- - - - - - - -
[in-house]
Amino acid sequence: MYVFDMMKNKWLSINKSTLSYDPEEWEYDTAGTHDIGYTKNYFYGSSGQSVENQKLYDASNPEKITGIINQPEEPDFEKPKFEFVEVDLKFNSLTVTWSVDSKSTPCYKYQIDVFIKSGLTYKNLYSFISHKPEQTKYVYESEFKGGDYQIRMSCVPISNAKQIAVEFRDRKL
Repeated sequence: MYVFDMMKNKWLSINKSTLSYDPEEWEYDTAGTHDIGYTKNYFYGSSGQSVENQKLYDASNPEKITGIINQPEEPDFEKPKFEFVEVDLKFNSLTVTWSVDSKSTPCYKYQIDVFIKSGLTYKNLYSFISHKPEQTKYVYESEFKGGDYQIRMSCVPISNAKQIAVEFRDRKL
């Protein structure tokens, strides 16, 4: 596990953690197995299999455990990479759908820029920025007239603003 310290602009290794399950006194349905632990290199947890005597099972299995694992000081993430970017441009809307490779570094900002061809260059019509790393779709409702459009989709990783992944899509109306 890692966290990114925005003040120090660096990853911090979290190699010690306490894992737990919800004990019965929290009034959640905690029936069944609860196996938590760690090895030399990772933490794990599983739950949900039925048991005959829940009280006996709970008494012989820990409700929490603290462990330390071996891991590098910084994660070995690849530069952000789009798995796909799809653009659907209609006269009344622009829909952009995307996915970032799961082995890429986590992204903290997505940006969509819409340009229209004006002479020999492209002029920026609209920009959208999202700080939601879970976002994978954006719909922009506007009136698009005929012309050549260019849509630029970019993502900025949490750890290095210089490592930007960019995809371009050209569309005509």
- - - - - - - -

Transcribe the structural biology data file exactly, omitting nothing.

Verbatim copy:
[in-house]
Amino acid sequence: MYVFDMMKNKWLSINKSTLSYDPEEWEYDTAGTHDIGYTKNYFYGSSGQSVENQKLYDASNPEKITGIINQPEEPDFEKPKFEFVEVDLKFNSLTVTWSVDSKSTPCYKYQIDVFIKSGLTYKNLYSFISHKPEQTKYVYESEFKGGDYQIRMSCVPISNAKQIAVEFRDRKL
Repeated sequence: MYVFDMMKNKWLSINKSTLSYDPEEWEYDTAGTHDIGYTKNYFYGSSGQSVENQKLYDASNPEKITGIINQPEEPDFEKPKFEFVEVDLKFNSLTVTWSVDSKSTPCYKYQIDVFIKSGLTYKNLYSFISHKPEQTKYVYESEFKGGDYQIRMSCVPISNAKQIAVEFRDRKL
């Protein structure tokens, strides 16, 4: 596990953690197995299999455990990479759908820029920025007239603003 310290602009290794399950006194349905632990290199947890005597099972299995694992000081993430970017441009809307490779570094900002061809260059019509790393779709409702459009989709990783992944899509109306 890692966290990114925005003040120090660096990853911090979290190699010690306490894992737990919800004990019965929290009034959640905690029936069944609860196996938590760690090895030399990772933490794990599983739950949900039925048991005959829940009280006996709970008494012989820990409700929490603290462990330390071996891991590098910084994660070995690849530069952000789009798995796909799809653009659907209609006269009344622009829909952009995307996915970032799961082995890429986590992204903290997505940006969509819409340009229209004006002479020999492209002029920026609209920009959208999202700080939601879970976002994978954006719909922009506007009136698009005929012309050549260019849509630029970019993502900025949490750890290095210089490592930007960019995809371009050209569309005509």